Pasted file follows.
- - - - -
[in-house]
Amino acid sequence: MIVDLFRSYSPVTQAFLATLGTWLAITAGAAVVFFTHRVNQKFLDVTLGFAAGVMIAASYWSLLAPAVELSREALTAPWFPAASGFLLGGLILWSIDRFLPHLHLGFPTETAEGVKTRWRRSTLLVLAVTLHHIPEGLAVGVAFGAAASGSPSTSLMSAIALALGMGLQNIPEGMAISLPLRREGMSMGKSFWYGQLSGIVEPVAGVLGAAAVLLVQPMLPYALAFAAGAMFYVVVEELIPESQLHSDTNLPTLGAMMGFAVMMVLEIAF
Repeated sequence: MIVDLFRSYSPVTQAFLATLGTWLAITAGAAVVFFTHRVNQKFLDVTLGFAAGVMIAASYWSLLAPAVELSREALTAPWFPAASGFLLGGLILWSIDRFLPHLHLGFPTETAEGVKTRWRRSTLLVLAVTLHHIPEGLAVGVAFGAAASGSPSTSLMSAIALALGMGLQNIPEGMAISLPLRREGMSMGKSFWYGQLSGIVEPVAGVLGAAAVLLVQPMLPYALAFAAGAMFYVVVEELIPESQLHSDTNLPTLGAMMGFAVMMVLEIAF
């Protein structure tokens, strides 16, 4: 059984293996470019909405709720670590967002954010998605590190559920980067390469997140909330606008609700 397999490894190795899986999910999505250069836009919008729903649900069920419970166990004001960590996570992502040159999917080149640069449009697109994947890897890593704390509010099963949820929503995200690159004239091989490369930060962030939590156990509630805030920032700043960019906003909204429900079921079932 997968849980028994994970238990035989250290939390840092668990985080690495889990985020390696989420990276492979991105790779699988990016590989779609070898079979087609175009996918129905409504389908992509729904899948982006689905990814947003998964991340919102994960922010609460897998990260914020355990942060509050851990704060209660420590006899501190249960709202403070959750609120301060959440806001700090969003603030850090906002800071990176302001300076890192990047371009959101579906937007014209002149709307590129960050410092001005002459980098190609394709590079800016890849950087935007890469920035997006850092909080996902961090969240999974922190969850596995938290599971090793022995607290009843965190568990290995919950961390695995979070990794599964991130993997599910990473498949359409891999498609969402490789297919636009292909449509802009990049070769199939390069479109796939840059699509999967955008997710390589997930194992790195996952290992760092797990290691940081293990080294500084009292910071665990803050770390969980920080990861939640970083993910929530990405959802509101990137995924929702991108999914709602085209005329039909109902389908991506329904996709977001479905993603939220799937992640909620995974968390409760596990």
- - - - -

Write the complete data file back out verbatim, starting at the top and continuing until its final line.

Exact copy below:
[in-house]
Amino acid sequence: MIVDLFRSYSPVTQAFLATLGTWLAITAGAAVVFFTHRVNQKFLDVTLGFAAGVMIAASYWSLLAPAVELSREALTAPWFPAASGFLLGGLILWSIDRFLPHLHLGFPTETAEGVKTRWRRSTLLVLAVTLHHIPEGLAVGVAFGAAASGSPSTSLMSAIALALGMGLQNIPEGMAISLPLRREGMSMGKSFWYGQLSGIVEPVAGVLGAAAVLLVQPMLPYALAFAAGAMFYVVVEELIPESQLHSDTNLPTLGAMMGFAVMMVLEIAF
Repeated sequence: MIVDLFRSYSPVTQAFLATLGTWLAITAGAAVVFFTHRVNQKFLDVTLGFAAGVMIAASYWSLLAPAVELSREALTAPWFPAASGFLLGGLILWSIDRFLPHLHLGFPTETAEGVKTRWRRSTLLVLAVTLHHIPEGLAVGVAFGAAASGSPSTSLMSAIALALGMGLQNIPEGMAISLPLRREGMSMGKSFWYGQLSGIVEPVAGVLGAAAVLLVQPMLPYALAFAAGAMFYVVVEELIPESQLHSDTNLPTLGAMMGFAVMMVLEIAF
């Protein structure tokens, strides 16, 4: 059984293996470019909405709720670590967002954010998605590190559920980067390469997140909330606008609700 397999490894190795899986999910999505250069836009919008729903649900069920419970166990004001960590996570992502040159999917080149640069449009697109994947890897890593704390509010099963949820929503995200690159004239091989490369930060962030939590156990509630805030920032700043960019906003909204429900079921079932 997968849980028994994970238990035989250290939390840092668990985080690495889990985020390696989420990276492979991105790779699988990016590989779609070898079979087609175009996918129905409504389908992509729904899948982006689905990814947003998964991340919102994960922010609460897998990260914020355990942060509050851990704060209660420590006899501190249960709202403070959750609120301060959440806001700090969003603030850090906002800071990176302001300076890192990047371009959101579906937007014209002149709307590129960050410092001005002459980098190609394709590079800016890849950087935007890469920035997006850092909080996902961090969240999974922190969850596995938290599971090793022995607290009843965190568990290995919950961390695995979070990794599964991130993997599910990473498949359409891999498609969402490789297919636009292909449509802009990049070769199939390069479109796939840059699509999967955008997710390589997930194992790195996952290992760092797990290691940081293990080294500084009292910071665990803050770390969980920080990861939640970083993910929530990405959802509101990137995924929702991108999914709602085209005329039909109902389908991506329904996709977001479905993603939220799937992640909620995974968390409760596990």